John Everett Millais (1829-1896)

   A child prodigy in art, John Everett Millais entered the Royal Academy Schools at age 11, and exhibited at the RA from age 17.  He became ARA as early as 1853, then RA and finally, in the year of his death, President of the Academy.
   He was one of the founding members of the Pre-Raphaelite Brotherhood in 1848. Millais quickly moved from a mannerist to a realistic style in keeping with the Pre-Raphaelite ideal. In 1853, he went to Scotland and was coached by John Ruskin and incidentally married the wife of Ruskin after the latter's marriage was annulled. She was later be his model for the soldier's wife in The Order of Release. His St Isumbras at the Ford, showing the knight and two oversweet children on an oversize horse, induced the young Frederick Sandys to draw a famous caricature featuring Millais as the knight, Rossetti and Holman Hunt as the children, and the donkey as John Ruskin.
   Millais was also a notable illustrator during the 1860s. Some of his important illustrations include the 18 for Moxon's Tennyson.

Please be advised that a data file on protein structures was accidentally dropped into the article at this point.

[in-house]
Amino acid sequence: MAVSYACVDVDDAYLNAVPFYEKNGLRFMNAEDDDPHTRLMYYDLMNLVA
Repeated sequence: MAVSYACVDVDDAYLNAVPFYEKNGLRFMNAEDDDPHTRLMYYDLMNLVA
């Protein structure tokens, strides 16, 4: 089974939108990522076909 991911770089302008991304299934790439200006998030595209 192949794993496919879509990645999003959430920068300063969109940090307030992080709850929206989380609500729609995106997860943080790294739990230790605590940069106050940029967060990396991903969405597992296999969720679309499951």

Ophelia and The Vale of Rest  by Millais can be seen at the Tate Gallery, The Blind Girl in Birmingham, Autumn Leaves in Manchester, Lorenzo and Isabella at the Walker Art Gallery in Liverpool, St Isumbras at the Ford and The Black Brunswicker at the Lady Lever Gallery in Port Sunlight, The Bride of Lammermoor is in Bristol, Convalescent and Brighteyes are in the Aberdeen Art Gallery, and Return of the Dove to the Ark at the Ashmolean Museum, Oxford. Portraits by Millais can be seen at the National Portrait Gallery. A very early work, before Millais became a Pre-Raphaelite, is in Hove.

The Knight Errant, 1870